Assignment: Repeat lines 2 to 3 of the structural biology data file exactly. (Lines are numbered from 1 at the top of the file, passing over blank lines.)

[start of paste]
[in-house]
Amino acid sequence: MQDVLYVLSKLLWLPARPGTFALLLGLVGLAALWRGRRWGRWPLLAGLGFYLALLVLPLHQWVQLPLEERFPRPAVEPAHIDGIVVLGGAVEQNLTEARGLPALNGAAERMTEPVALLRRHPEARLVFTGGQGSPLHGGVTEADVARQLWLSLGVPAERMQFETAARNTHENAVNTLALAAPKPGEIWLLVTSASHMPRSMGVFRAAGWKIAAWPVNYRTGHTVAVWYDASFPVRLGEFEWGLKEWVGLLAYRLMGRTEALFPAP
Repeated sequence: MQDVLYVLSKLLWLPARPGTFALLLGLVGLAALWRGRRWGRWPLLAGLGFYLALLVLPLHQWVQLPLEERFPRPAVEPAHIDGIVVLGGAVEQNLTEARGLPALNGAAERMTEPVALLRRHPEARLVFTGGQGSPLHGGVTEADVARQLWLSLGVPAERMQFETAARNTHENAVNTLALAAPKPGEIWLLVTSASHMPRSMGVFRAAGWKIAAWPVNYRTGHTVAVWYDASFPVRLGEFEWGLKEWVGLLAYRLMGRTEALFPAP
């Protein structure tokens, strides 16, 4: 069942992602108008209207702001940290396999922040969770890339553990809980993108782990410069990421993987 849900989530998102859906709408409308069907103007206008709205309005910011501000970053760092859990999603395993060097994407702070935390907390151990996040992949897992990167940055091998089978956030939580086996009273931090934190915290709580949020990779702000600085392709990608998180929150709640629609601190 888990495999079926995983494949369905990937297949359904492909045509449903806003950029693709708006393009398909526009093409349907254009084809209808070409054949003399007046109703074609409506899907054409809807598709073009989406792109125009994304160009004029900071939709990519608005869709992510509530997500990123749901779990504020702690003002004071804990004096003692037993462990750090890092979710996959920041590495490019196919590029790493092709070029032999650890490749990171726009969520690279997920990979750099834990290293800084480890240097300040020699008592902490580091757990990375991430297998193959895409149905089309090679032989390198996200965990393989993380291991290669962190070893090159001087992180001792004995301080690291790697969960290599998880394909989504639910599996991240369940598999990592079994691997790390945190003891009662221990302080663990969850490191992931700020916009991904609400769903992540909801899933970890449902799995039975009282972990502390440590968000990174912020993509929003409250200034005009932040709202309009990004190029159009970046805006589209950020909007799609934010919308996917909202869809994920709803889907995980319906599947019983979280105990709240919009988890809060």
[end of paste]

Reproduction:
Amino acid sequence: MQDVLYVLSKLLWLPARPGTFALLLGLVGLAALWRGRRWGRWPLLAGLGFYLALLVLPLHQWVQLPLEERFPRPAVEPAHIDGIVVLGGAVEQNLTEARGLPALNGAAERMTEPVALLRRHPEARLVFTGGQGSPLHGGVTEADVARQLWLSLGVPAERMQFETAARNTHENAVNTLALAAPKPGEIWLLVTSASHMPRSMGVFRAAGWKIAAWPVNYRTGHTVAVWYDASFPVRLGEFEWGLKEWVGLLAYRLMGRTEALFPAP
Repeated sequence: MQDVLYVLSKLLWLPARPGTFALLLGLVGLAALWRGRRWGRWPLLAGLGFYLALLVLPLHQWVQLPLEERFPRPAVEPAHIDGIVVLGGAVEQNLTEARGLPALNGAAERMTEPVALLRRHPEARLVFTGGQGSPLHGGVTEADVARQLWLSLGVPAERMQFETAARNTHENAVNTLALAAPKPGEIWLLVTSASHMPRSMGVFRAAGWKIAAWPVNYRTGHTVAVWYDASFPVRLGEFEWGLKEWVGLLAYRLMGRTEALFPAP